The things we excuse in “make-believe,” we will excuse in real-life.

Maybe not immediately, but given enough time, it will happen. A kettle on low heat still boils if nothing changes. It’s not just with children playing, either.

This rule applies to books, movies, songs, TV, and other forms of entertainment, too. What we can justify happening in a story, we can justify in the real world.

Life reflects art and art reflects life.

When we find ourselves sympathizing with or wanting to emulate a story’s villains, when the line between protagonist and antagonist is blurred…we know there’s a problem.

We can’t ever let ourselves forget the difference between right and wrong. Not even in make-believe.

Genre Mislabeling: A Tale of Woe


I have a request for the people of academia, the book bloggersphere, and the author community:


It would mean ever so much.

Namely, could people kindly learn the differences between “containing elements” of a genre and being part of that genre?

A part of me dies every time I see Dracula called a Romance.

It is not a Romance. Pride and Prejudice is a Romance. Romance novels should center around a couple’s individual attraction/love story. (Neither of those is the driving factor in the original Victorian classic.)

Romance novels MUST have a “happily ever after” ending*. That is universally agreed upon by the Romance Writers of America and every single Romance writer’s association out there. GOOGLE IT.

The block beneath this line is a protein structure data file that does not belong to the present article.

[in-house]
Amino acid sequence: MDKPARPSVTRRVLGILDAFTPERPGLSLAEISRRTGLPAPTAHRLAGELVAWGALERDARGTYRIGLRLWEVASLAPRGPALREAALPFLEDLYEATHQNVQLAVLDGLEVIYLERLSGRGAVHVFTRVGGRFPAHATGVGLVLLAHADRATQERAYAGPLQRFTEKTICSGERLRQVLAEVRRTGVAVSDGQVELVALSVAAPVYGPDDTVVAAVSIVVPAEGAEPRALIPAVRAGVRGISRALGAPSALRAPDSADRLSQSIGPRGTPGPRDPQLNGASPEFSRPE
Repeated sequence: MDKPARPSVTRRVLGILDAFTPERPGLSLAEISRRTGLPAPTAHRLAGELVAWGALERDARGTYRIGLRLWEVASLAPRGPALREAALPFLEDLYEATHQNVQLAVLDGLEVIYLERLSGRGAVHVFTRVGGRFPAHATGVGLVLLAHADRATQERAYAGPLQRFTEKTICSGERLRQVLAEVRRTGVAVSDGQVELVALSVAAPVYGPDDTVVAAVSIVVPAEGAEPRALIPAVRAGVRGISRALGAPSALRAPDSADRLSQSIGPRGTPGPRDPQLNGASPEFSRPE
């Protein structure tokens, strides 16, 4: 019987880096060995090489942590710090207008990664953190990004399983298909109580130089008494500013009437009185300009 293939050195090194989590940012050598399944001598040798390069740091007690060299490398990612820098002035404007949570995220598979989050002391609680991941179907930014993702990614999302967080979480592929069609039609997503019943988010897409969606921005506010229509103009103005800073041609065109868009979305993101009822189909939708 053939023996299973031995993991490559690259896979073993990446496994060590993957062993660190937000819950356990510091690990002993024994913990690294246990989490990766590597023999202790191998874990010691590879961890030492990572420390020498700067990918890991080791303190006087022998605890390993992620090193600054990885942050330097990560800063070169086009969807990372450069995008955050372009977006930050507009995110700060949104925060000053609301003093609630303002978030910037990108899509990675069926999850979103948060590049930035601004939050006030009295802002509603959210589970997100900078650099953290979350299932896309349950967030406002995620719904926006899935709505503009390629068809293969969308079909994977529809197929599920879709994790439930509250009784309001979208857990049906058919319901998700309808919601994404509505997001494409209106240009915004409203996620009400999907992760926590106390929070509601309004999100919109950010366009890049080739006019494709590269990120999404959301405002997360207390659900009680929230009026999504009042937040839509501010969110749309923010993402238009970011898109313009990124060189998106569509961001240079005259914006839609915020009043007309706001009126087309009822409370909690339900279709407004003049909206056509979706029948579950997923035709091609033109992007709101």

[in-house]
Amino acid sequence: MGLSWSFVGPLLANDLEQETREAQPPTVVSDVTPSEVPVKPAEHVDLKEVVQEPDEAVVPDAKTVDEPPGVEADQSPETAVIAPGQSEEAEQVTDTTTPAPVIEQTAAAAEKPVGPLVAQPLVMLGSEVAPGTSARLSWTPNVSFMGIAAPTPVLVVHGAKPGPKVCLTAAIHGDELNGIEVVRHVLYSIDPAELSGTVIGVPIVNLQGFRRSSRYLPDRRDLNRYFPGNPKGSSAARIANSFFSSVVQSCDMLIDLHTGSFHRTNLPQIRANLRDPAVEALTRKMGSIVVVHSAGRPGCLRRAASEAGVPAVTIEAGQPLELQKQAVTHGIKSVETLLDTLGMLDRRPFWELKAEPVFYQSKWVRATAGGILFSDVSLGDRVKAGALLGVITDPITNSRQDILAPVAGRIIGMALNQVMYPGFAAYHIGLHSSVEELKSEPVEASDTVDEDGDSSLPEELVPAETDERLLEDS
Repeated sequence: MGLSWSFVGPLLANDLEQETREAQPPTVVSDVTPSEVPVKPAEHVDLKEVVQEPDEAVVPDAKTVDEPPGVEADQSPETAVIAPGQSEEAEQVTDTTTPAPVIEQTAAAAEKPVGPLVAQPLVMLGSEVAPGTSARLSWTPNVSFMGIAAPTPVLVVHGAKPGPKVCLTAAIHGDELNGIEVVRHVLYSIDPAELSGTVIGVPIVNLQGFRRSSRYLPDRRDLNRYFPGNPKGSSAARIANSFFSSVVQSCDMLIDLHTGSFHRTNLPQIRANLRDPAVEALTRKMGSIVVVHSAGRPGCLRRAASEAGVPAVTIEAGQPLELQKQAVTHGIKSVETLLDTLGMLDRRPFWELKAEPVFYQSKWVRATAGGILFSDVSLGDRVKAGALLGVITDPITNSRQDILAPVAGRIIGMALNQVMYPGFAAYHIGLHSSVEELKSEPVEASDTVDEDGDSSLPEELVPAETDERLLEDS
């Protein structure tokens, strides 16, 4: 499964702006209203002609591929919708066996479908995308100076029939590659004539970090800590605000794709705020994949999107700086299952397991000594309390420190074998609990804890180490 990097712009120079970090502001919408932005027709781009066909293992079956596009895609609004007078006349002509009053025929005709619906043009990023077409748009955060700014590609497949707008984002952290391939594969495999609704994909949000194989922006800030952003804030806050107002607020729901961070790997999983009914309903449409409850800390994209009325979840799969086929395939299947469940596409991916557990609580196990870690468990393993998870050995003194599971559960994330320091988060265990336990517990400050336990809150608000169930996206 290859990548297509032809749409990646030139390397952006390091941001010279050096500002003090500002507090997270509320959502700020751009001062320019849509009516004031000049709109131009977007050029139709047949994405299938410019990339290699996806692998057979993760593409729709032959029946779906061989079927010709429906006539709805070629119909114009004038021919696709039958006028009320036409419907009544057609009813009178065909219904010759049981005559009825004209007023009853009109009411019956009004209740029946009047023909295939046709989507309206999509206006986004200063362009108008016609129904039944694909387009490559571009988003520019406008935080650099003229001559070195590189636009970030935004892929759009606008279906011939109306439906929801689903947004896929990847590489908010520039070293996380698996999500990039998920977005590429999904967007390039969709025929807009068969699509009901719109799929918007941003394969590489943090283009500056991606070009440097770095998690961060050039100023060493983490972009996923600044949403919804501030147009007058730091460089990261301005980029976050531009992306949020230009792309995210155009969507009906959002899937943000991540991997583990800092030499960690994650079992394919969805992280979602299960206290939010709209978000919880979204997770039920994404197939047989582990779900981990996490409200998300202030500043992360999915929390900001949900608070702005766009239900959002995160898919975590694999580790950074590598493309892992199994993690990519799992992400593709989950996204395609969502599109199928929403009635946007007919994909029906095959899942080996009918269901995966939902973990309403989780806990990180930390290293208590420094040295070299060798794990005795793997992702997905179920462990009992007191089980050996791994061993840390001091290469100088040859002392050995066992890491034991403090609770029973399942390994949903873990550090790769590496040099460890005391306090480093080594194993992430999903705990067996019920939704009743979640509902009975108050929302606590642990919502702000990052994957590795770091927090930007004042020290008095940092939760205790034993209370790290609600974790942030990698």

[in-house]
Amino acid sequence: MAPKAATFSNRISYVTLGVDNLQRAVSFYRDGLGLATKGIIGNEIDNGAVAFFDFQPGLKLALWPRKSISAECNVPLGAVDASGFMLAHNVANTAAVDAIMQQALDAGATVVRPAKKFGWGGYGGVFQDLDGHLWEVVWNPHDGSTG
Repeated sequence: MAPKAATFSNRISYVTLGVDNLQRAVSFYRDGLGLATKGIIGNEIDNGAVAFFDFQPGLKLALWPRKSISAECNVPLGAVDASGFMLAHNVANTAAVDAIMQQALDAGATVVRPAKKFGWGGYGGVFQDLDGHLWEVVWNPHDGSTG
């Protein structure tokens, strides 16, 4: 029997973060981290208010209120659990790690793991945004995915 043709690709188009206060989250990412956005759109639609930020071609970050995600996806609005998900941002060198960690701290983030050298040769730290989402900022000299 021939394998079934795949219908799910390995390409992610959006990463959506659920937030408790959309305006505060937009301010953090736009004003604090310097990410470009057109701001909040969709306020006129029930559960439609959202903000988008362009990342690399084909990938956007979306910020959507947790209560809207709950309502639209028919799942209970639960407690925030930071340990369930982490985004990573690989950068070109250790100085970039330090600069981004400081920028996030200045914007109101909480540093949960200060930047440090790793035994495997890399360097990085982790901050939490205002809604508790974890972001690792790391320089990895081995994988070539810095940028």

Dracula is a monster story, don’t let the highly derivative erotica fan fiction fool you.

Romance is the hottest genre on the market right now, so it makes sense people would try to leach off its success. But it’s false advertising, even if that happens with every popular genre.

Young Adult is more than having a >18 character. (Look at Game of Thrones.)

YA books are generally concerned with coming-of-age and self-discovery. There are also themes of growth and there should generally be a sense of hopefulness. Romeo and Juliet, for example, is not YA (or Romance).

YA books should also be less graphic than Adult.

As a general rule, if a scene/description is so graphic a kid would need permission from a legal guardian to see it on film, they probably shouldn’t be reading it.

That’s just common decency and logic.

Epic Fantasy is supposed to be EPIC.

It’s right there in the title. Epic Fantasy is, by definition and convention, supposed to take place in a separate world unconnected to ours.

It is also supposed to span years, at least. Some Epic series can span lifetimes or centuries. In the case of Tolkien, it spanned tens of thousands of years.

Fantasy/Paranormal get used interchangeably, but THEY ARE NOT THE SAME.

In Fantasy, the outlandish is the driving factor behind the story, setting, and characters. You are quite obviously not in our world. TWILIGHT IS NOT FANTASY!!!

Paranormal is less in-depth and often centers around ordinary humans interacting with the supernatural. However, there is still an obvious link to our contemporary reality.

Urban Fantasy takes elements of both. It focuses on the supernatural taking place within human cities and tends to have a large focus on romance without actually  being romance.

Fantasy: The Dresden Files, The Lord of the Rings, Harry Potter, Dragonriders of Pern
Paranormal: The Black Dagger Brotherhood, Vampire Diaries
Urban Fantasy: Most books by Patricia Briggs and Charlaine Harris.

Genre can be sticky, it’s true. There are other times when it’s glaringly obvious.

For the sake of bestseller charts and “what to read next” lists everywhere, I am begging you all to AT LEAST TRY.

Some books flex genres and may have overlap in several, but there will always be a dominant, most suitable genre.

*People who are not Romance writers: Bram Stoker, Nicholas Sparks, Gaston Leroux, Joseph Sheridan Le Fanu, John Green, etc.

COVER REVEAL: Fanged Rebel (Fanged, #4)